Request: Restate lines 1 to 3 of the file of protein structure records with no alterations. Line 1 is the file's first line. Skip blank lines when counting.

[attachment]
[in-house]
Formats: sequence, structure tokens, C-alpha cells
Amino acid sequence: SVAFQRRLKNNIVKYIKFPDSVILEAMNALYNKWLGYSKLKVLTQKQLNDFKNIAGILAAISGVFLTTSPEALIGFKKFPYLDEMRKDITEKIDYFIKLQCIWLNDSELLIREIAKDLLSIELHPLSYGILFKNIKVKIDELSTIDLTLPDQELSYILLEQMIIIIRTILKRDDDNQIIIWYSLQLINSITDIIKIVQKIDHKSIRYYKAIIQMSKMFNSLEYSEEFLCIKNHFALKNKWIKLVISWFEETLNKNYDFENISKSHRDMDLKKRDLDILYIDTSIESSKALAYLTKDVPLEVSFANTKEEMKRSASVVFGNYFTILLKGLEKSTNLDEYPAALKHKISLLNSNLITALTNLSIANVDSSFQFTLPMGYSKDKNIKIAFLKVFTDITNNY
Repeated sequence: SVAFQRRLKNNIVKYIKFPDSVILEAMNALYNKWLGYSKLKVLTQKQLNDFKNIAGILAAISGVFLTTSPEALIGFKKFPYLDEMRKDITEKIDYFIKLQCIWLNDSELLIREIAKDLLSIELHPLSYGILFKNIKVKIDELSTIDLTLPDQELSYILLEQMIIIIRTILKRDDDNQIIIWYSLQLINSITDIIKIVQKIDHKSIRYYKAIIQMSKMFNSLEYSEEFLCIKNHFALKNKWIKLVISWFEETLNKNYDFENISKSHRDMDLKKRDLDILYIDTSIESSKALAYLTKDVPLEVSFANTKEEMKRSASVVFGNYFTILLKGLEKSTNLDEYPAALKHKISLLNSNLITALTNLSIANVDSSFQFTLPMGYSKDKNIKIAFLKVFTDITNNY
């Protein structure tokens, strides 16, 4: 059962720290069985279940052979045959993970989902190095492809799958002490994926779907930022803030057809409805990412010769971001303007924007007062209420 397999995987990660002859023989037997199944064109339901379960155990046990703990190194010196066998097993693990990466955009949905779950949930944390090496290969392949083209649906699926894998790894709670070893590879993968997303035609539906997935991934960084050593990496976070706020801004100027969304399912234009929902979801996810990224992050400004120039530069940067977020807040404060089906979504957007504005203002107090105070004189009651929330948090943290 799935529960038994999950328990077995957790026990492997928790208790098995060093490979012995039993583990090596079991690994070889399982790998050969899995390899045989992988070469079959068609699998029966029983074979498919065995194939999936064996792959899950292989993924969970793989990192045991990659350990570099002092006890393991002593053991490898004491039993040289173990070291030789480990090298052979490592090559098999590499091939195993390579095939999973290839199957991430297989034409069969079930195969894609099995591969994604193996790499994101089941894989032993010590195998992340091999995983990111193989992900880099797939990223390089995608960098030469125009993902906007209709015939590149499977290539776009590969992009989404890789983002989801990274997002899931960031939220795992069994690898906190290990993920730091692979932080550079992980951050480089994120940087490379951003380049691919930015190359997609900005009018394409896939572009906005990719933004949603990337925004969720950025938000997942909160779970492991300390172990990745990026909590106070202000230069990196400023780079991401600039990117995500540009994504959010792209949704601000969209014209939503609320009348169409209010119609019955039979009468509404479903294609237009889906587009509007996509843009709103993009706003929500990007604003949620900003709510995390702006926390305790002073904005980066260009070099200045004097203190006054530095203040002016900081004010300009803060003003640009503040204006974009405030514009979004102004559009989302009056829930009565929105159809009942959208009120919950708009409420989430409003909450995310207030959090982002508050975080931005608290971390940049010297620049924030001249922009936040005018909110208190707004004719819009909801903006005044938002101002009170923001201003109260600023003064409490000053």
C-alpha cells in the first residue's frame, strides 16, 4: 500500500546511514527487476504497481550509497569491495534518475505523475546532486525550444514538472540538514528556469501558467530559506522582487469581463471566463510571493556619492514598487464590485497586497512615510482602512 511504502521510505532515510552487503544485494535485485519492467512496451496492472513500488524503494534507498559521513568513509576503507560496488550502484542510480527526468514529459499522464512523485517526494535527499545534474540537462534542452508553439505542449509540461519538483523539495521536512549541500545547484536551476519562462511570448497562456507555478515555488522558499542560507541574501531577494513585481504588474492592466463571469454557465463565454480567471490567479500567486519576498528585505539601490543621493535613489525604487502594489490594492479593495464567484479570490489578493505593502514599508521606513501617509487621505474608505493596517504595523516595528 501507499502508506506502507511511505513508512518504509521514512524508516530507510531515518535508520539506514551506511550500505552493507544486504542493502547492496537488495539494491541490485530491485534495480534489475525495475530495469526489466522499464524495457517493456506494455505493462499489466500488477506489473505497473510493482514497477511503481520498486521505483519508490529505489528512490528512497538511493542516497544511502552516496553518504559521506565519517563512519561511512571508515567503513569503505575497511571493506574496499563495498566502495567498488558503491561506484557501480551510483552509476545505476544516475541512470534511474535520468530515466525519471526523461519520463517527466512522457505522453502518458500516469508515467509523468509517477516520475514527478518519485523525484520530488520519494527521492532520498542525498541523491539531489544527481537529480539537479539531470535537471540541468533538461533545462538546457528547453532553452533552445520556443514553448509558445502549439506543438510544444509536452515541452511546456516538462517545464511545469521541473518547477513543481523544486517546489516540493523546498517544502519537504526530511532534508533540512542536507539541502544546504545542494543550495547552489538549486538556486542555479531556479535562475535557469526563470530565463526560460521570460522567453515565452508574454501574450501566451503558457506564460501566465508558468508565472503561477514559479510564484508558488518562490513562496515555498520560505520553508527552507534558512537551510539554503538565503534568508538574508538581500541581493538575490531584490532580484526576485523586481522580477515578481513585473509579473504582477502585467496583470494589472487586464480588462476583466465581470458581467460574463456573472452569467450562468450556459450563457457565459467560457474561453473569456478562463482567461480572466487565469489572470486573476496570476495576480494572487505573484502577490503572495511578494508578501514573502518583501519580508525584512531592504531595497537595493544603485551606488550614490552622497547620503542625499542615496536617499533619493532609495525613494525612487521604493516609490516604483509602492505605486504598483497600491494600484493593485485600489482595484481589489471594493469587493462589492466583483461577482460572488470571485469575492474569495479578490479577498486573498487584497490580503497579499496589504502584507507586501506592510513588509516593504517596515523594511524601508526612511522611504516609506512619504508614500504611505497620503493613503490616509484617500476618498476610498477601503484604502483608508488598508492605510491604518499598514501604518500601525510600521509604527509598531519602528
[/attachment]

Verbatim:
[in-house]
Formats: sequence, structure tokens, C-alpha cells
Amino acid sequence: SVAFQRRLKNNIVKYIKFPDSVILEAMNALYNKWLGYSKLKVLTQKQLNDFKNIAGILAAISGVFLTTSPEALIGFKKFPYLDEMRKDITEKIDYFIKLQCIWLNDSELLIREIAKDLLSIELHPLSYGILFKNIKVKIDELSTIDLTLPDQELSYILLEQMIIIIRTILKRDDDNQIIIWYSLQLINSITDIIKIVQKIDHKSIRYYKAIIQMSKMFNSLEYSEEFLCIKNHFALKNKWIKLVISWFEETLNKNYDFENISKSHRDMDLKKRDLDILYIDTSIESSKALAYLTKDVPLEVSFANTKEEMKRSASVVFGNYFTILLKGLEKSTNLDEYPAALKHKISLLNSNLITALTNLSIANVDSSFQFTLPMGYSKDKNIKIAFLKVFTDITNNY